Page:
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2.16.2011

Writing About Joyce Carol Oates Writing On Joyce Carol Oates


While I'm not sure where it all started, the Maslin's recent review of Oates's memoir A Widow's Story is less than shining. Choice selections from Maslin:
  • "A book long and rambling enough to contemplate an answering-machine recording could have found time to mention a whole new spouse..."
  • "Obviously Ms. Oates chose to compartmentalize. And she had at least two reasons for doing that. 1. This book’s already-sketchy portrait of the Smiths’ marriage would have been weakened by such a major distraction. 2. “A Widow’s Story” willfully taps into the increasingly lucrative loss-of-spouse market that has thus far been dominated by Joan Didion’s “Year of Magical Thinking.”"
  • "Beyond that, the dynamic of the marriage is left blank. "
Ouch!

For those who don't want to read the review (but who doesn't?), The Atlantic blog quickly lays out Maslin's arguments.

JCO book is:

  • a lie
  • her attempt to out-widow Joan Didion
  • shallow
  • not detailed enough

Randy Souther, JCO blogger at Celestial Timepiece wrote a response to Maslin's piece, calling it out as "Unethical, Immoral. Crude and Cruel and Unconscionable." He touches on the unprofessionalism of her review: "Maslin’s overarching failure in this piece—one not uncommon with certain kinds of reviewers—that she is reviewing a book that JCO didn’t write," he writes--which, I think, is precisely what is wrong with Maslin's review: she attacks the writer and not the book, or maybe she attacks the book and the writer. Whereas calling it not detailed enough is precisely a legitimate reason to give a book a bad review, implying that someone is lying is something else, also questioning a person's grief is something else.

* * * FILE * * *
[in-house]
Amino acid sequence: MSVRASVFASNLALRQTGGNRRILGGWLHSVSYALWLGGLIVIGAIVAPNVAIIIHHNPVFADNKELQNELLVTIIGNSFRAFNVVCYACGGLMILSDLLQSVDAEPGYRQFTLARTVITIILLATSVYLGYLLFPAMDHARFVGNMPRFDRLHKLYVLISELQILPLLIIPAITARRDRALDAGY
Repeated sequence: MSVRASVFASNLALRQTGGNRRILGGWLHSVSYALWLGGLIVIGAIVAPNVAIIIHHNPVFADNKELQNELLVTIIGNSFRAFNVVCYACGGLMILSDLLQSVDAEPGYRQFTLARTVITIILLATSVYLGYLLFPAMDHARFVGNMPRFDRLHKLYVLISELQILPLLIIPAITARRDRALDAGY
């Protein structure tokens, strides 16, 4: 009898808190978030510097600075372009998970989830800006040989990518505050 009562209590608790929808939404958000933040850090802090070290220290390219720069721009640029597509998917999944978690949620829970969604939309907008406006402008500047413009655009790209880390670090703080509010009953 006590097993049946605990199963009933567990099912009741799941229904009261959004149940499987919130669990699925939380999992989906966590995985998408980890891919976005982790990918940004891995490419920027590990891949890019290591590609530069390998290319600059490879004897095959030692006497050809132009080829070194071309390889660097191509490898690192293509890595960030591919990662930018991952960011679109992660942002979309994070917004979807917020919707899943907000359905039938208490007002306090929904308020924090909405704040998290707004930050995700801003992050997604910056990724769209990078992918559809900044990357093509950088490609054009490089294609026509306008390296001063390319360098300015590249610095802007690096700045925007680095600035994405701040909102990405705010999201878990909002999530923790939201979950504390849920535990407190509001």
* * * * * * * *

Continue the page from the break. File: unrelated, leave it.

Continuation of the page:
(Okay, I know I kinda attacked Amy Chua, but--I in my defense, I was attacking her argument and its presentation; also we all know I don't purely do book reviews, I do cultural critiques)


The writer in me asks: How did there come to be a subset of memoir about spousal loss? How do we rate and rank these books? How do we rate or rank the loss? Are those with greater command of the language or the market share the ones who are most "qualified" to write about this subject? Does it depend on circumstance, or on context? Was my experience with grief and mourning worthy of a share of that "lucrative loss-of-spouse market," even though I was told way back in 2001 that the story of a middle-aged childless widow was far less compelling than that of a young mother of three whose husband had (also) died in the 9/11 attacks?....The widow in me wonders: How long?
Whatever the verdict is on the craft and ethics of JCO's memoir (I will be buying it; my life's goal [or one of them] is to write a biography about JCO a la Carol Sklenicka), the fact of its existence shows two things:

  1. Joyce Carol Oates is still rich.
  2. The memoir market is huge and is saturated with books of no importance. How does one judge personal experience? By craft? By mere story?

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